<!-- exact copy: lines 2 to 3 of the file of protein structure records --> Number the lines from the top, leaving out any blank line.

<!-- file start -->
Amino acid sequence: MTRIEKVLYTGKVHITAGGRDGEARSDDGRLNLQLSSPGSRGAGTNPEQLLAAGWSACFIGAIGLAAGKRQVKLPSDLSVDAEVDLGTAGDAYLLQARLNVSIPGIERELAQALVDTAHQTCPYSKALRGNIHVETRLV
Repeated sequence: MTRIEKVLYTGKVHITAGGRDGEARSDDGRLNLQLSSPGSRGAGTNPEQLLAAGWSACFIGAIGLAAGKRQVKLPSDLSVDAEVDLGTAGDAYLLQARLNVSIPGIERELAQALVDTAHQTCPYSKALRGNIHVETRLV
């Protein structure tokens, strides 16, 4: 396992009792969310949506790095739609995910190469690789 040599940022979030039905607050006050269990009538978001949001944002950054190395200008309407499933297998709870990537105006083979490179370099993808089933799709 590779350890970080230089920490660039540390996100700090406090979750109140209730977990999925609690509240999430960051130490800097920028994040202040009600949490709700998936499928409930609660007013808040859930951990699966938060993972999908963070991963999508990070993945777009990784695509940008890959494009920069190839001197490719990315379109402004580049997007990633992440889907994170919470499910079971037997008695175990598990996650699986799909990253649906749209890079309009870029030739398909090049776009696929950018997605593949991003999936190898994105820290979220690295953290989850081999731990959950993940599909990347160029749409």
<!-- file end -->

Repeated sequence: MTRIEKVLYTGKVHITAGGRDGEARSDDGRLNLQLSSPGSRGAGTNPEQLLAAGWSACFIGAIGLAAGKRQVKLPSDLSVDAEVDLGTAGDAYLLQARLNVSIPGIERELAQALVDTAHQTCPYSKALRGNIHVETRLV
């Protein structure tokens, strides 16, 4: 396992009792969310949506790095739609995910190469690789 040599940022979030039905607050006050269990009538978001949001944002950054190395200008309407499933297998709870990537105006083979490179370099993808089933799709 590779350890970080230089920490660039540390996100700090406090979750109140209730977990999925609690509240999430960051130490800097920028994040202040009600949490709700998936499928409930609660007013808040859930951990699966938060993972999908963070991963999508990070993945777009990784695509940008890959494009920069190839001197490719990315379109402004580049997007990633992440889907994170919470499910079971037997008695175990598990996650699986799909990253649906749209890079309009870029030739398909090049776009696929950018997605593949991003999936190898994105820290979220690295953290989850081999731990959950993940599909990347160029749409």